LIVERMORE — Michael Weaver, owner of the Carriage House Cafe on Route 4, has appealed the state’s May decision to deny his renewal application of his restaurant liquor license. No date has been set for a hearing.

Livermore Board of Selectpersons denied Weaver’s application to renew his liquor license by a 3-2 vote on Nov. 3, 2014. The board considered Weaver’s application inaccurate and incomplete because he did not list all of his criminal convictions.

Weaver claims in his appeal of the state’s decision that the town of Livermore and the Maine Bureau of Alcoholic Beverages & Lottery Operations erred in not renewing his license.

On Friday, Weaver was verbally upset because of the denial and the close of his business. The Carriage House Cafe wasn’t closed due to lack of business or any violations, Weaver said.

“We closed with good standing to our community,” he said.

He also said that none of his criminal history has occurred in the past 12 years since he opened the restaurant. He is being punished for mistakes he made 35 years ago, he said. He also claims bias regarding selectpersons.

Weaver appealed the town board’s Nov. 3 decision to the Maine Bureau of Alcoholic Beverages & Lottery Operations.

Timothy R. Poulin, deputy director of the bureau, presided over a hearing on Feb. 19. He issued a denial of the license renewal on May 11. The decision stated that the restaurant’s temporary liquor license, which was granted after Weaver’s license expired Nov. 20, 2014, would expire 30 days from the date of denial unless the expiration is stayed.

Weaver submitted a request for a stay in May to be able to continue to serve alcohol until Sept. 1 to fulfill obligations to contracts to customers made prior to the denial of the liquor license.

In Poulin’s decision to deny the license renewal, he said that state law authorizes municipalities to consider and deny approval to applicants for renewal of on-premise liquor licenses based on one or more of seven specific grounds, including conviction of felonies. There is no limitation on the time frame beyond which those crimes committed by the applicant may not be considered by the municipality, he said.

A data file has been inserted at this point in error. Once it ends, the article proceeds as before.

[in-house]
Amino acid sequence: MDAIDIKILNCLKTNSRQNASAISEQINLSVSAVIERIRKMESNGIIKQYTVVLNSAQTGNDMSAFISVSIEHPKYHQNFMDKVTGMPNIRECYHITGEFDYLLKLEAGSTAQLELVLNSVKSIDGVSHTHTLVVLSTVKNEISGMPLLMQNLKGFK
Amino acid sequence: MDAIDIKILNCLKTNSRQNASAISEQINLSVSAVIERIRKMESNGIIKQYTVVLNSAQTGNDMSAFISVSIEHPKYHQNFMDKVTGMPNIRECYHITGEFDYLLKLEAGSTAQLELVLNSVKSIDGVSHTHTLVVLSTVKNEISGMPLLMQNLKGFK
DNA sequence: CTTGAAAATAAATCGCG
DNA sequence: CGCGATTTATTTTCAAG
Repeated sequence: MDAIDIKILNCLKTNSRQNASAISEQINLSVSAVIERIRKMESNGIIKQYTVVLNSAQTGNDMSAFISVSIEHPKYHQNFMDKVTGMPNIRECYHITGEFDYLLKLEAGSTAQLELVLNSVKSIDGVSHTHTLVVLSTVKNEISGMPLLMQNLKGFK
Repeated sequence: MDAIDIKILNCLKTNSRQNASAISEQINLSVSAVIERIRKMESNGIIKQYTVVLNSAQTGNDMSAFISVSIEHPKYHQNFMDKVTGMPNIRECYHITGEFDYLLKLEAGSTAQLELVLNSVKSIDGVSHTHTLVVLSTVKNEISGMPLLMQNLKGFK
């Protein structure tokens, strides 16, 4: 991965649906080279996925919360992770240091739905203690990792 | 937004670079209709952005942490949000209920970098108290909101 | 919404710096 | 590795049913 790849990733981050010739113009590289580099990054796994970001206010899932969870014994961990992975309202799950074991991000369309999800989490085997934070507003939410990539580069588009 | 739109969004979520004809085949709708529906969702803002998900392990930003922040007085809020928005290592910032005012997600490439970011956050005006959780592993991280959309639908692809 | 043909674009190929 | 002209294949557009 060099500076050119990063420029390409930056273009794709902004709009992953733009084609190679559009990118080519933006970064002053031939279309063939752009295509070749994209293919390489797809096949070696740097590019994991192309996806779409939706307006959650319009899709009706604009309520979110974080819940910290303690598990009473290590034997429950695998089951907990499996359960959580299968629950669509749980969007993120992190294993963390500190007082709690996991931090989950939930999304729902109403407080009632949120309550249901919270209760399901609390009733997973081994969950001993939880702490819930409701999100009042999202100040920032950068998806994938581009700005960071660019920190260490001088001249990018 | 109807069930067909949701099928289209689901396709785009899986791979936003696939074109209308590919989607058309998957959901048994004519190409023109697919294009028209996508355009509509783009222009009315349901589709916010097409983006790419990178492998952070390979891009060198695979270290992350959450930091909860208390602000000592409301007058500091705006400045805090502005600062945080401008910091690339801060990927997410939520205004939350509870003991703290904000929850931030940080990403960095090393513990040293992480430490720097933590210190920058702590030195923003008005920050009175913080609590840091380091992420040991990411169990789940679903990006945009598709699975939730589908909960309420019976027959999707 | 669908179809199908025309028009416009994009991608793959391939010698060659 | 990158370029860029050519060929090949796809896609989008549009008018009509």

In addition to the authority granted, the municipal officers can consider character when reviewing applications for on-premise liquor licenses. Selectpersons denied approval based on Weaver’s multiple convictions of Class B and C crimes as shown on the State Bureau of Identification report and Weaver’s reluctance to come forward with his criminal history as part of the application process, Poulin wrote. The report revealed a series of nine felonies involving trafficking in drugs, theft, possession of a firearm and aggravated furnishing of drugs that were committed by Weaver, he wrote.

The convictions date back to 1980. His most recent criminal felony charge was June 6, 2001, which was aggravated furnishing of scheduled drugs, in which he was convicted and sentenced to three years in prison, all of which was suspended, with three years probation, Poulin wrote. He spent some time in prison for other convictions, according to Poulin’s information.

“Based on Mr. Weaver’s criminal history record and convictions of not just one, but numerous felonies recorded on the SBI report, I am not persuaded by clear and convincing evidence that the decision to deny approval based on (law) was without justifiable cause,” Poulin wrote. “Evidence of Mr. Weaver’s felony convictions alone supports the selectmen’s denial of the application under this section. Moreover, this same evidence of multiple felony convictions supports a finding under (the law). I also find that Mr. Weaver’s failure to answer Question 13 on his application that he submitted to the selectmen, and his failure to provide selectmen with the details of his criminal history after being requested to do so – thus causing the selectmen, on their own initiative, to obtain Mr. Weaver’s SBI report – is additional evidence that supports denial (under law).” Poulin stated.

Question 13 on the application asks if the applicant has ever been convicted of any violation of the law, other than minor traffic violations, of any state of the United States?

Furthermore, Weaver admitted that he did not include his criminal history in prior applications other than referencing “drugs” because he thought it was sufficient despite the clear wording of Questions 13, and/or he was not paying attention, and, or, his mother filled out the application,” Poulin wrote.

“I find these admissions of Mr. Weaver reflect attributes not consistent with candor, trust, diligence and reliability and are additional evidence in support of the selectmen’s denial under the law,” Poulin wrote.

Based on findings of fact and conclusions of law, Carriage House Cafe’s application for renewal of liquor license is denied, he wrote.

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